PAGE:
A sudden outbreak occurs deep in the rain forest and a team of American biological-warfare experts are sent to discover its source. Some parts of the book seem very technical but as a person with a science background, I was able to follow it. Surprising source of the virus found near the end of the book. I found the book enjoyable and finished it in a couple of days.
Hot on the trail of having just finished another technothriller, I picked up Carriers. This is a reread for me. I first picked it up in high school, having read The Hot Zone (about Ebola), and the fact that the back of this book promises to be about a plague more deadly and infectious than Ebola, well ... I'm sure you can see where my high school mind was going with this.
So, then, what prompted the reread? I was making additional space on my bookshelf and one of the paperbacks had to go. After looking over the books I've decided to keep as a permanent collection, I decided that the one I'd be the least devastated to part with (though I'm still distraught) was Carriers, but I wouldn't let it go without a reread.
This is a technothriller to the max. It has epidemiological deliciousness spread throughout moments of sheer terror caused by animals behaving as they will and humans' almost infinite ability to throw up a huge wall of denial when met with a scary problem. In this case, the scary problem was a malarial mutation which is just likely enough to be believable. This book follows two different protagonists and provides two different view points, switching when necessary. I really like that in a novel, though I recognize that some of you may not, which is why you are getting the warning.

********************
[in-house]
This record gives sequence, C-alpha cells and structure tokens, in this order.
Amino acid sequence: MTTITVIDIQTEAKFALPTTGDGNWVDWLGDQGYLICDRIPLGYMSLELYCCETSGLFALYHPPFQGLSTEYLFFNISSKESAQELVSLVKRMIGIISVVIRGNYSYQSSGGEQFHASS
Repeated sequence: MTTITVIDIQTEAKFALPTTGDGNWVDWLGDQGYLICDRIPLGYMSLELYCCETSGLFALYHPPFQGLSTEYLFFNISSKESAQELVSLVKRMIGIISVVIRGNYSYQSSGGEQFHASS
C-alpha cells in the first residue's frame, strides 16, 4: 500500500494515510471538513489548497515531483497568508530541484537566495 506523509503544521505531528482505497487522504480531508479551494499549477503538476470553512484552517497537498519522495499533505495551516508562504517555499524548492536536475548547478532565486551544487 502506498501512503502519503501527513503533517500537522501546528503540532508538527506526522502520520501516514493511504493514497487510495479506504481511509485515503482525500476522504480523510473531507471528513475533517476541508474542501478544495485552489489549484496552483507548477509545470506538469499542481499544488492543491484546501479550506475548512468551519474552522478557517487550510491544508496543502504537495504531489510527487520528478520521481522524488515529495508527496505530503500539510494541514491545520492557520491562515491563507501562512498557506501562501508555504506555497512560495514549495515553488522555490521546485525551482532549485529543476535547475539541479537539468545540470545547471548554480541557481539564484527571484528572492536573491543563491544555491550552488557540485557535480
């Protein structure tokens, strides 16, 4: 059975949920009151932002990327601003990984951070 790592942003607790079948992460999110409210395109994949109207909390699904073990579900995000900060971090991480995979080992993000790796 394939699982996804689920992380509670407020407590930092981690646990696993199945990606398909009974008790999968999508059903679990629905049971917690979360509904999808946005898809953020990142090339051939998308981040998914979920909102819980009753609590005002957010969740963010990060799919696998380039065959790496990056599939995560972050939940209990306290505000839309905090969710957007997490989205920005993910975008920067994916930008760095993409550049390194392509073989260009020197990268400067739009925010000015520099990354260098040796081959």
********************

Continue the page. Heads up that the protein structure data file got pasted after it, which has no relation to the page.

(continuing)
That said, this novel is a hot mess of characters, story lines, and subplots that mostly get resolved. If you don't like a book that makes you track details, then this is not the book for you. Also, there are clinical descriptions of the symptoms of this horrific virus. If you have a problem discussing bodily fluids and orifices around the dinner table, you may want to read this with an airsickness bag beside you.
I thought this story would be right up my alley. It was, until it became just too technical and convoluted.